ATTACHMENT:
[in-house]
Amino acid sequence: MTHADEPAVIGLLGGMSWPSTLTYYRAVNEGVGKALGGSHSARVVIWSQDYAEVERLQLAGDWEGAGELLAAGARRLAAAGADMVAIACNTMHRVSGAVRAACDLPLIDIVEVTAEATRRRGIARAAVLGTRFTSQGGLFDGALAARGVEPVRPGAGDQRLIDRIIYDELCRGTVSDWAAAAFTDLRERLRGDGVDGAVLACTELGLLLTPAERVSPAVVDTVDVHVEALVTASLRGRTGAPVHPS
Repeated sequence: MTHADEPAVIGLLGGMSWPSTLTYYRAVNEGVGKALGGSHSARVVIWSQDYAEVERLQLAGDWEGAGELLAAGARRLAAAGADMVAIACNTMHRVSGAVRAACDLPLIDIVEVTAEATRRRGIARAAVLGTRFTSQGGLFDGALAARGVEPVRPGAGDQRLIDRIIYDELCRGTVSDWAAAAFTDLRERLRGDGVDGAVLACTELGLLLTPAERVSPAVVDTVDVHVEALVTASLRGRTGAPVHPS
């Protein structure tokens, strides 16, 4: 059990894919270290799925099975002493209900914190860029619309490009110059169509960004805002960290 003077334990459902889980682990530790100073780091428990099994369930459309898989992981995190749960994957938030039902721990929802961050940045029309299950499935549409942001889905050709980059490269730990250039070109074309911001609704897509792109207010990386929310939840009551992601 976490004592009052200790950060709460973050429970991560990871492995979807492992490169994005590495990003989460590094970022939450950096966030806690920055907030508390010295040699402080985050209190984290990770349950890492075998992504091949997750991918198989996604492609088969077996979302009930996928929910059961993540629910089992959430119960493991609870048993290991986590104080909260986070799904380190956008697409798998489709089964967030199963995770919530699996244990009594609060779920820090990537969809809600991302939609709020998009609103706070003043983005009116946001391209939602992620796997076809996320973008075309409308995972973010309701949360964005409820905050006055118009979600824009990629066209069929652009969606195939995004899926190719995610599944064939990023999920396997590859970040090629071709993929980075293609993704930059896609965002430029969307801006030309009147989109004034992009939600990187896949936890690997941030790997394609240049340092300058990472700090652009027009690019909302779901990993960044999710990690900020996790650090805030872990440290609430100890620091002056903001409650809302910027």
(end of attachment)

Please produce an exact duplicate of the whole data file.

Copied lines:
[in-house]
Amino acid sequence: MTHADEPAVIGLLGGMSWPSTLTYYRAVNEGVGKALGGSHSARVVIWSQDYAEVERLQLAGDWEGAGELLAAGARRLAAAGADMVAIACNTMHRVSGAVRAACDLPLIDIVEVTAEATRRRGIARAAVLGTRFTSQGGLFDGALAARGVEPVRPGAGDQRLIDRIIYDELCRGTVSDWAAAAFTDLRERLRGDGVDGAVLACTELGLLLTPAERVSPAVVDTVDVHVEALVTASLRGRTGAPVHPS
Repeated sequence: MTHADEPAVIGLLGGMSWPSTLTYYRAVNEGVGKALGGSHSARVVIWSQDYAEVERLQLAGDWEGAGELLAAGARRLAAAGADMVAIACNTMHRVSGAVRAACDLPLIDIVEVTAEATRRRGIARAAVLGTRFTSQGGLFDGALAARGVEPVRPGAGDQRLIDRIIYDELCRGTVSDWAAAAFTDLRERLRGDGVDGAVLACTELGLLLTPAERVSPAVVDTVDVHVEALVTASLRGRTGAPVHPS
């Protein structure tokens, strides 16, 4: 059990894919270290799925099975002493209900914190860029619309490009110059169509960004805002960290 003077334990459902889980682990530790100073780091428990099994369930459309898989992981995190749960994957938030039902721990929802961050940045029309299950499935549409942001889905050709980059490269730990250039070109074309911001609704897509792109207010990386929310939840009551992601 976490004592009052200790950060709460973050429970991560990871492995979807492992490169994005590495990003989460590094970022939450950096966030806690920055907030508390010295040699402080985050209190984290990770349950890492075998992504091949997750991918198989996604492609088969077996979302009930996928929910059961993540629910089992959430119960493991609870048993290991986590104080909260986070799904380190956008697409798998489709089964967030199963995770919530699996244990009594609060779920820090990537969809809600991302939609709020998009609103706070003043983005009116946001391209939602992620796997076809996320973008075309409308995972973010309701949360964005409820905050006055118009979600824009990629066209069929652009969606195939995004899926190719995610599944064939990023999920396997590859970040090629071709993929980075293609993704930059896609965002430029969307801006030309009147989109004034992009939600990187896949936890690997941030790997394609240049340092300058990472700090652009027009690019909302779901990993960044999710990690900020996790650090805030872990440290609430100890620091002056903001409650809302910027």